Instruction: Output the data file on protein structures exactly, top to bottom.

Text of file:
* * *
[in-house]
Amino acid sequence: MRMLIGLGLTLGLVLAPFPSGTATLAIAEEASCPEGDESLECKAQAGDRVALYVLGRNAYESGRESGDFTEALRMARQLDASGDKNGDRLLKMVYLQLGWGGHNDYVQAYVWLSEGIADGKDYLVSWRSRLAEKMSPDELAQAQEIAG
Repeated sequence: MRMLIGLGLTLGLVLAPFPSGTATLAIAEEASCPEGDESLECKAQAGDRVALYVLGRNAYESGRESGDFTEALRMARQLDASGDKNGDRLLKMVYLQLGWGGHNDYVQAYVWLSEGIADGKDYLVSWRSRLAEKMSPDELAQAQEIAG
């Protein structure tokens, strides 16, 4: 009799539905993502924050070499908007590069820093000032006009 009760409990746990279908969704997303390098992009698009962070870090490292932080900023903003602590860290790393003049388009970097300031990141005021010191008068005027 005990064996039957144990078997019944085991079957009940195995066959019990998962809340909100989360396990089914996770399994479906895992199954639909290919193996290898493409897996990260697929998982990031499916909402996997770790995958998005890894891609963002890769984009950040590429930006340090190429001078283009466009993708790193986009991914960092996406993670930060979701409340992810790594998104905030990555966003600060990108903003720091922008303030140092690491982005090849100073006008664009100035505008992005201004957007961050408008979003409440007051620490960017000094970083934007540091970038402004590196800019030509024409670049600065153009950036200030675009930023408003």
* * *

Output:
[in-house]
Amino acid sequence: MRMLIGLGLTLGLVLAPFPSGTATLAIAEEASCPEGDESLECKAQAGDRVALYVLGRNAYESGRESGDFTEALRMARQLDASGDKNGDRLLKMVYLQLGWGGHNDYVQAYVWLSEGIADGKDYLVSWRSRLAEKMSPDELAQAQEIAG
Repeated sequence: MRMLIGLGLTLGLVLAPFPSGTATLAIAEEASCPEGDESLECKAQAGDRVALYVLGRNAYESGRESGDFTEALRMARQLDASGDKNGDRLLKMVYLQLGWGGHNDYVQAYVWLSEGIADGKDYLVSWRSRLAEKMSPDELAQAQEIAG
């Protein structure tokens, strides 16, 4: 009799539905993502924050070499908007590069820093000032006009 009760409990746990279908969704997303390098992009698009962070870090490292932080900023903003602590860290790393003049388009970097300031990141005021010191008068005027 005990064996039957144990078997019944085991079957009940195995066959019990998962809340909100989360396990089914996770399994479906895992199954639909290919193996290898493409897996990260697929998982990031499916909402996997770790995958998005890894891609963002890769984009950040590429930006340090190429001078283009466009993708790193986009991914960092996406993670930060979701409340992810790594998104905030990555966003600060990108903003720091922008303030140092690491982005090849100073006008664009100035505008992005201004957007961050408008979003409440007051620490960017000094970083934007540091970038402004590196800019030509024409670049600065153009950036200030675009930023408003």